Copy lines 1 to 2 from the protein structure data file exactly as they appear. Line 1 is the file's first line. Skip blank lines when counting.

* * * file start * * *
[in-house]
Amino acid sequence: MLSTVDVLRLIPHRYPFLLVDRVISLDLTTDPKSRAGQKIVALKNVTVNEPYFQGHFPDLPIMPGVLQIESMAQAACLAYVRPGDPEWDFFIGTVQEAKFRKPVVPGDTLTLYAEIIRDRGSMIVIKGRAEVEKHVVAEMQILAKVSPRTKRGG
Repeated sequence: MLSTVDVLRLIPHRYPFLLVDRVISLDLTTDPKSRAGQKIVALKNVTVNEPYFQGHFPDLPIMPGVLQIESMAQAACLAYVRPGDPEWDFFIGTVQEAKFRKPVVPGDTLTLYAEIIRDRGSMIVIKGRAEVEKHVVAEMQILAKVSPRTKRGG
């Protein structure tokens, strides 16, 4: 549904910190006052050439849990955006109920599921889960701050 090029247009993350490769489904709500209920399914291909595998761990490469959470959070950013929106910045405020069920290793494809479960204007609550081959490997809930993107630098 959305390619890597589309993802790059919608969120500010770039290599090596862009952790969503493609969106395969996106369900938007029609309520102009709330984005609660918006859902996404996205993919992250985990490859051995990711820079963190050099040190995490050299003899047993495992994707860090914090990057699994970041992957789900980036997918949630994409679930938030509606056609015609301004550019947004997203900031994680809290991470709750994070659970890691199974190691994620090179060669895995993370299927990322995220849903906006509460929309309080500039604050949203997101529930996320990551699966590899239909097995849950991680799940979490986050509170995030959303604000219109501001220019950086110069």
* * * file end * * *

[in-house]
Amino acid sequence: MLSTVDVLRLIPHRYPFLLVDRVISLDLTTDPKSRAGQKIVALKNVTVNEPYFQGHFPDLPIMPGVLQIESMAQAACLAYVRPGDPEWDFFIGTVQEAKFRKPVVPGDTLTLYAEIIRDRGSMIVIKGRAEVEKHVVAEMQILAKVSPRTKRGG